IJOCP | Volume – 2015| Issue – 2015| Article ID – 2015:86
Conference: Indian Orthopaedic Association Annual Conference IOACON-2013,      India [Click for Full details]  

Authors: Natesan R, Devendra A

Authors Affiliations:

Address of correspondence: drrajkumarn@hotmail.com


Abstract                                                                                                                 

Introduction: Harvesting of autografts results in donor site morbidity, another surgical procedure. The bridging of large bone defects for tumours or trauma reconstruction poses a major challenge for orthopaedic surgeons. Allogarfts provide a suitable alternative in enormous cost savings, operational time. Allografts gives the benefit of being available in large quantities in desired shapes and size. Aim of the study: The main aim of the study is to analyse the utility, safety, complication rates, radiological and functional outcome of allografts used in the field of orthopaedics.

Methods: The study is a retrospective cross sectional study on allografts used in 81 patients (83 anatomical sites) of Ganga Hospital for a period of two and half years from Jan 2010 to june 2012, with a minimum follow up period of one year. Patients were grouped in to spine surgery, arthroplasty, trauma surgery and tumour surgery. Outcome of surgery is assessed on the basis of functional and radiological assessment.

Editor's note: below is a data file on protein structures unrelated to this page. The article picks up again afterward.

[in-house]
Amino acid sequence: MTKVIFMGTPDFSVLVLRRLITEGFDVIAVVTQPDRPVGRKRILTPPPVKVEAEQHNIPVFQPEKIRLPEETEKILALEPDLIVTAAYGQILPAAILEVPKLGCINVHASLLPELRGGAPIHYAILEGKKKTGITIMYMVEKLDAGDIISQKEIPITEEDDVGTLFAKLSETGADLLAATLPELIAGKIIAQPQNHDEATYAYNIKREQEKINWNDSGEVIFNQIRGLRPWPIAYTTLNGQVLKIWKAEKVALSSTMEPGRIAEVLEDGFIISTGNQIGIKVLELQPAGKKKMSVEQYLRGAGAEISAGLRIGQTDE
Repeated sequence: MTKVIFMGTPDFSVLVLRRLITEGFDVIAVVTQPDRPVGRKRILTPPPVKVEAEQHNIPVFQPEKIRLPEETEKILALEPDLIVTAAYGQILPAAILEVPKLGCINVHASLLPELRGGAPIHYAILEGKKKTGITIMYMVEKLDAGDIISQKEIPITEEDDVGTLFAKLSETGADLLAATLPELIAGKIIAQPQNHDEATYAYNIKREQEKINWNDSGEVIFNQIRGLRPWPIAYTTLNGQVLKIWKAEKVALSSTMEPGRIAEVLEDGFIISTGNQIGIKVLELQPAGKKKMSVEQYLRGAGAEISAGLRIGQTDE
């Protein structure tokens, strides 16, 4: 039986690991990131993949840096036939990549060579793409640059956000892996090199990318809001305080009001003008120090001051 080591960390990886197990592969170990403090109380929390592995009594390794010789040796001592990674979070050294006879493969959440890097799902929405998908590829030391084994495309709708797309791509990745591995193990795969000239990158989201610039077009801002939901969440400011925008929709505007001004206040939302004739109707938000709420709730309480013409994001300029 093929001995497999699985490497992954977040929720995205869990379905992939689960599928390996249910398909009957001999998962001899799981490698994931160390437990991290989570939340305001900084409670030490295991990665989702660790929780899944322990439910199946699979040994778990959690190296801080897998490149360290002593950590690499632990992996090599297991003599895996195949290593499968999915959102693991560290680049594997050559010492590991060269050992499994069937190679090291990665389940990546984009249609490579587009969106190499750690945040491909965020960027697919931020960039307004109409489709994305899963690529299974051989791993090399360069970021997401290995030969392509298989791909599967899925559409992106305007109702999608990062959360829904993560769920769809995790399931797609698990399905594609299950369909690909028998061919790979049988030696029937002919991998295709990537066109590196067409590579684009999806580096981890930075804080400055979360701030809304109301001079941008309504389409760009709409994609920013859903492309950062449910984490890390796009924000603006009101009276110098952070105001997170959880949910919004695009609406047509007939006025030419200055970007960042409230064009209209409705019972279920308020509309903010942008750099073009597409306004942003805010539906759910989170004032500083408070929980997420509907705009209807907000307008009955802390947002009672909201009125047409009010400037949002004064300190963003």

Results: Time for incorporation were calculated for each group. For morcellised graft it was found to be 7.73 months and for structural graft, it was 14.11 months. We found that 93% (77 anatomical sites) had good incorporation of graft. There was 100% rate of incorporation of graft without any major complications in the paediatric population, spine fusion surgeries, arthroplasty and bone tumour surgeries. The infection rate was 7.4% (6 patients) and the non-union rate was 7.4%. Among infection group we found that 83% of the cases had open injury and 30% of patients were diabetic, suggesting that the source of infection was not the irradiated grafts. We found that bone gap up to 50 mm can be reconstructed with mixed morcellised allograft  and autograft, and bone loss up to 120 mm can be reconstructed with structural allograft.

Conclusion: Gamma irradiated bone allografts can be reliably used in orthopaedic procedures. Surgical Procedure is simple, safe, reduces blood loss, easily reproducible procedure with reduced morbidity and durable biological reconstruction compared to autografts.

How to Cite this Abstract
Natesan R, Devendra A . Radiological and functional outcome of allografts in orthopaedics. International Journal of Conference Proceedings 2015;(2015):86